The first recorded data breach of our century occurred in 1984 at TRW, a credit reporting agency. One stolen password posted to an electronic bulletin board could have permitted access to the credit histories of 90 million people. Computer experts warned that prevention of such incidents demanded greater security. Thirty-three years later—the data breach conundrum pauses to reflect upon who’s on first.
The data breach conundrum
If we get a toothache, we call a dentist. If our automobile gas gauge is nearing empty, we fill our gas tank. If we run out of staple food, we visit the grocery store to buy more staples. If we crave cap of ribeye (spinalis)—we call the butcher to place a special order. For all the above situations, we have a logical sequence of steps we follow to achieve specific results.
When we become the victim of a data breach, there is little or no respite. Though we attempt to make sense of whatever breach, leak or hack nabbed us—there is often no way to follow a logical sequence of steps, because nine times out of ten, the specific result ultimately smacks of “game over.” The bad guys got us, and we don’t even know ‘who’s on first’.
As one example—consider Equifax’s recent spine-chilling data breach that spilled our everything . . . as consumers, we were clueless before the spill (and still are) as to who they sold our data to. But, as Americans—we’ve always been an Equifax product—only this time, we are an Equifax hacked product.
We wait. We sit—mostly silent. Our options trivialized by the calculated movement of the pendulum swaying nonchalantly back and forth—reminding each of us that the concern for our personal data could become (at any moment) inconsequential and inappreciable when placed in the hands of remiss and stoic gatekeepers.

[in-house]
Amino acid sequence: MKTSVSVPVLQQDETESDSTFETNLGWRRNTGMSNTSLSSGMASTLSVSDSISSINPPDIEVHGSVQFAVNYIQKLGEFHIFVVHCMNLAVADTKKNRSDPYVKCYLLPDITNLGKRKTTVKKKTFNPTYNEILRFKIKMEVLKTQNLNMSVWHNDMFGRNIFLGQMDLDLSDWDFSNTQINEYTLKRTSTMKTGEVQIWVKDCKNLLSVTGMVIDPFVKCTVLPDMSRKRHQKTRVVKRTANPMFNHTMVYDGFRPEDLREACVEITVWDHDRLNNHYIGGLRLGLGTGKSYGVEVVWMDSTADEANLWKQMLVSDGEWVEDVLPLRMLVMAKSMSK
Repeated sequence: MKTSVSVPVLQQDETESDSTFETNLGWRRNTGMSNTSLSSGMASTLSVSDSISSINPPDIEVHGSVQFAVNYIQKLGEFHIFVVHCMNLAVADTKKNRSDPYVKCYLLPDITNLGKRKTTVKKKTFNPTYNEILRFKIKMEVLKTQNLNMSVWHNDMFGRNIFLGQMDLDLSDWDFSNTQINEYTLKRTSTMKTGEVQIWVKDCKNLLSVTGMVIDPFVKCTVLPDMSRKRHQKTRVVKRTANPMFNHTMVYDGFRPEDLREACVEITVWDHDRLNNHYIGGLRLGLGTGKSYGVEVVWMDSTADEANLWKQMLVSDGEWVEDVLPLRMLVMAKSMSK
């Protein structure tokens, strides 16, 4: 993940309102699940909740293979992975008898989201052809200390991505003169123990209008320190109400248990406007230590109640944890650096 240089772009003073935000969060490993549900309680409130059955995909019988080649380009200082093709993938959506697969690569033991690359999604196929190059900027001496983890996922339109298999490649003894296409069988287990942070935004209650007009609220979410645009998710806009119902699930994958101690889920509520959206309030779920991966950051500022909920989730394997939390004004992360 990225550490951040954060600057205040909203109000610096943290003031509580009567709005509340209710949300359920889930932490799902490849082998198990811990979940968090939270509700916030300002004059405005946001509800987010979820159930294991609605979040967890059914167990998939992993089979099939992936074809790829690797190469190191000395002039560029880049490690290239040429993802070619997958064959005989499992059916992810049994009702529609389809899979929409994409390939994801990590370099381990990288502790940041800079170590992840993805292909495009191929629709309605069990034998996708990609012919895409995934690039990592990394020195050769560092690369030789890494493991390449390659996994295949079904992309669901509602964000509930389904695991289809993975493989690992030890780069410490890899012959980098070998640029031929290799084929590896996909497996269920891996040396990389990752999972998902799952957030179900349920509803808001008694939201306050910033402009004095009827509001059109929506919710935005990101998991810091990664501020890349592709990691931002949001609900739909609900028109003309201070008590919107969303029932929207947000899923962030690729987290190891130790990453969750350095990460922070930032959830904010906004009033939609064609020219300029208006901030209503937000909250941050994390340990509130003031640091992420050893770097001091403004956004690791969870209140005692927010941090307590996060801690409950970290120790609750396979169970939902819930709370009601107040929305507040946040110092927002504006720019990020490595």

According to a new report from Risk Based Security, during the first three quarters of 2017, 3,833 breaches were reported, exposing over 7 billion records. Compared to the same period in 2016, the number of reported breaches rose up by 18.2% and the number of exposed records rocketed by 305%. The report also reveals that 78.5% of all records exposed came from the five largest data breaches of 2017:
- Equifax— (Hacking) 145,500,000 names, dates of birth, Social Security numbers and other confidential information compromised by exploiting unpatched vulnerability in Apache Struts (CVE-2017-5638).
- DU Caller Group— (Web) 2,000,000,000 user phone numbers, names and addresses inappropriately made accessible in an uncensored public directory.
- Deep Root Analytics— (Web) Approximately 198,000,000 voter names, addresses, dates of birth, phone numbers, political party affiliations, and other demographic information exposed in an unsecured Amazon S3 bucket.
- NetEase— (Hacking) 1,221,893,767 email addresses and passwords stolen by hackers and sold on the Dark Web by DoubleFlag.
- River City Media— (Web) 1,374,159,612 names, addresses, IP addresses, and email addresses, as well as an undisclosed number of financial documents, chat logs, and backups exposed by faulty rsync backup.
Businesses need to properly manage sensitive data and place more focus on breach prevention, detection and response. Some items that have been overlooked in the lessons to be learned category include: